I thought a micro game, even though it can deliver a full play experience, still tend to lack of something compared to the larger size one. For the gameplay perspective, Circle the Wagons is indeed almost like a regular game.
It is just it can end so fast. It is definitely a filler which we will want to play a couple of times in a row.
The game is very portable. We can get the copy in either a small box or a wallet from different publishers.
It is definitely a recommended one for its size.
If this is not game for you, there are still a lot of these great tabletop games whether card games or board games. We can find more alternatives from the forum like Board Game Geek or other websites about tabletop games.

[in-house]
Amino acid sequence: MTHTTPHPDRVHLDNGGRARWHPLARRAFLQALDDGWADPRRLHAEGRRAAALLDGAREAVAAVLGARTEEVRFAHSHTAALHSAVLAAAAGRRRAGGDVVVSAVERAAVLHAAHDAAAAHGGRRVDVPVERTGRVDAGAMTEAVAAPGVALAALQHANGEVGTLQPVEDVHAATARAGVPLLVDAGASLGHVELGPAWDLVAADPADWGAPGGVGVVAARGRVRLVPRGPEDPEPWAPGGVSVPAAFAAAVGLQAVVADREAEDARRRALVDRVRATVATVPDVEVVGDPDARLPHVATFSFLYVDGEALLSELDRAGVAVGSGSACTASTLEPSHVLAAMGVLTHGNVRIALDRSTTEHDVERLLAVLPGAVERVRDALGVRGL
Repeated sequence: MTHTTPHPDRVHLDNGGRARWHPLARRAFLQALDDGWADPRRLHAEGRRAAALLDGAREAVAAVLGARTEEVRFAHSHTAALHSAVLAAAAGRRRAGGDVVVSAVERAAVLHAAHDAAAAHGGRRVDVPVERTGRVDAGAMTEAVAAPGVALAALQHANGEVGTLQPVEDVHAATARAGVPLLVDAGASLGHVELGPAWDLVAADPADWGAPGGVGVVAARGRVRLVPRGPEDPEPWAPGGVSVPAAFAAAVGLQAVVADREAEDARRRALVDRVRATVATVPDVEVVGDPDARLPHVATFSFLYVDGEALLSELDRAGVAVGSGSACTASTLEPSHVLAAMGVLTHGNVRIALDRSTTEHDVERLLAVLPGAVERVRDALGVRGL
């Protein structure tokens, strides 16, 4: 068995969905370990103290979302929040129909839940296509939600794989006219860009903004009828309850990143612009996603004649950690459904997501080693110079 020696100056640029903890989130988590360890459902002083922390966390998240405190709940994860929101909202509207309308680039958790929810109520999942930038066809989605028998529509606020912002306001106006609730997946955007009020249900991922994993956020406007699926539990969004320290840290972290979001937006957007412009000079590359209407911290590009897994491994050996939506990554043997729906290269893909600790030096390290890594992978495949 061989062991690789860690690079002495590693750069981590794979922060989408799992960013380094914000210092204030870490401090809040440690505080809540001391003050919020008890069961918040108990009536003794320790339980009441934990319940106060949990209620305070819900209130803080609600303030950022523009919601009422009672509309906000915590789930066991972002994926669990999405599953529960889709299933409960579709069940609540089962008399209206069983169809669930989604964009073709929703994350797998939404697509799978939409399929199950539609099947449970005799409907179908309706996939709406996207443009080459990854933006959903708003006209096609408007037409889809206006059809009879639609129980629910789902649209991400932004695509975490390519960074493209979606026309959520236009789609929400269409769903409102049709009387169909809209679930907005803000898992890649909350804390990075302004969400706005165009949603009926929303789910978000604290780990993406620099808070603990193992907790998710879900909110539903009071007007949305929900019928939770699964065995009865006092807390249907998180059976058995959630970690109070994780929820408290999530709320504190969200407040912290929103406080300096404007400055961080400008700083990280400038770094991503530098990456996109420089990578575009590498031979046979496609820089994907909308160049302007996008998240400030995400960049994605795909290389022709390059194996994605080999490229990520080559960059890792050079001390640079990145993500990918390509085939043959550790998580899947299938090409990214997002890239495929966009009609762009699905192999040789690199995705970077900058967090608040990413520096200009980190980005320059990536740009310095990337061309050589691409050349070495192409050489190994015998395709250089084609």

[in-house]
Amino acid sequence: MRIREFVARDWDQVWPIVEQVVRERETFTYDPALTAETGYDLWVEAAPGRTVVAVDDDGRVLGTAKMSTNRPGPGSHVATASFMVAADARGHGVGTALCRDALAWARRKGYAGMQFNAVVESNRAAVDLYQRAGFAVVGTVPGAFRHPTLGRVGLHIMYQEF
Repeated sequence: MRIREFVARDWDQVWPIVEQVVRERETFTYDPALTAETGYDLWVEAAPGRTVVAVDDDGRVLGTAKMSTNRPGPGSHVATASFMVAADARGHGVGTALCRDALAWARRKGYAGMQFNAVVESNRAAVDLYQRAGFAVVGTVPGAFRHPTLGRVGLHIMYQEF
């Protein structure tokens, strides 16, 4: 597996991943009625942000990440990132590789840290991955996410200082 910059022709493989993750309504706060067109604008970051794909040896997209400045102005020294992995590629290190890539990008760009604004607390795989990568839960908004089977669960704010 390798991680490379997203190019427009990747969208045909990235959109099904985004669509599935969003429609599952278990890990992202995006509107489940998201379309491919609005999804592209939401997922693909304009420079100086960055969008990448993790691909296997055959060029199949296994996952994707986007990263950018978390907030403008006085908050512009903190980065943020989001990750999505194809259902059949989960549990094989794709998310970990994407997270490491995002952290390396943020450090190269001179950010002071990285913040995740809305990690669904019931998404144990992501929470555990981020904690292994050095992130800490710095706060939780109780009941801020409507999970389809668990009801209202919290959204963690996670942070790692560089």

Here are some that I think are similar to Circle the Wagons that I have played so far. Check the links to my review to find out more.
In terms of gameplay, specifically with the tile laying with melding and splaying mechanism, Café is the similar one. However, it is definitely a deeper game as it also introduces engine building game instead of just set collection.
If we want another form of card drafting where we choose a card and consider the rest of the card are handed to the opponents, Tybor the Builder can be an alternative. It is also a city building game.
Walking in Burano also has a unique card drafting element with city building theme. There is no melding and splaying mechanism but it has set collection tableau building experience.
The Castles of Burgundy: The Card Game, is another set collection, city building game with racing element. Here if we can complete the objective first, we get to score a one time bonus.
For set collection game just for 2 players, Mandala can be an alternative. However, it is an abstract game with area control element.